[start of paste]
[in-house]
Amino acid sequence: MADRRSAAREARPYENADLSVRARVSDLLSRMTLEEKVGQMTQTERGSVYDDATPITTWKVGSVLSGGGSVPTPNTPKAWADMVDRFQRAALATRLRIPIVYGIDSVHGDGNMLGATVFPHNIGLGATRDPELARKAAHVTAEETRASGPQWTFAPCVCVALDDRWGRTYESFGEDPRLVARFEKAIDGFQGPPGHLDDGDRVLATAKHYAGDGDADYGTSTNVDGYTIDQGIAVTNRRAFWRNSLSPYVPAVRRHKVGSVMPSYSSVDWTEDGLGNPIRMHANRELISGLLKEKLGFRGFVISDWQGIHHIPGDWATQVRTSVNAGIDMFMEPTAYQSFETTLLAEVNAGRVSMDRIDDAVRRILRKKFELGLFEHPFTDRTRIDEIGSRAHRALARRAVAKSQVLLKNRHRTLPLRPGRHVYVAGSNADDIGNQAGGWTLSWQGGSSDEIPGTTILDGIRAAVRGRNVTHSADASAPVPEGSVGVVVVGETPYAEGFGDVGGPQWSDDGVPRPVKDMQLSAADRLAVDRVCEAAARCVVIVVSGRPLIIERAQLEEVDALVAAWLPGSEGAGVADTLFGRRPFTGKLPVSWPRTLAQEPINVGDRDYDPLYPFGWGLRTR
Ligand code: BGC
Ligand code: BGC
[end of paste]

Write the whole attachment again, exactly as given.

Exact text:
[in-house]
Amino acid sequence: MADRRSAAREARPYENADLSVRARVSDLLSRMTLEEKVGQMTQTERGSVYDDATPITTWKVGSVLSGGGSVPTPNTPKAWADMVDRFQRAALATRLRIPIVYGIDSVHGDGNMLGATVFPHNIGLGATRDPELARKAAHVTAEETRASGPQWTFAPCVCVALDDRWGRTYESFGEDPRLVARFEKAIDGFQGPPGHLDDGDRVLATAKHYAGDGDADYGTSTNVDGYTIDQGIAVTNRRAFWRNSLSPYVPAVRRHKVGSVMPSYSSVDWTEDGLGNPIRMHANRELISGLLKEKLGFRGFVISDWQGIHHIPGDWATQVRTSVNAGIDMFMEPTAYQSFETTLLAEVNAGRVSMDRIDDAVRRILRKKFELGLFEHPFTDRTRIDEIGSRAHRALARRAVAKSQVLLKNRHRTLPLRPGRHVYVAGSNADDIGNQAGGWTLSWQGGSSDEIPGTTILDGIRAAVRGRNVTHSADASAPVPEGSVGVVVVGETPYAEGFGDVGGPQWSDDGVPRPVKDMQLSAADRLAVDRVCEAAARCVVIVVSGRPLIIERAQLEEVDALVAAWLPGSEGAGVADTLFGRRPFTGKLPVSWPRTLAQEPINVGDRDYDPLYPFGWGLRTR
Ligand code: BGC
Ligand code: BGC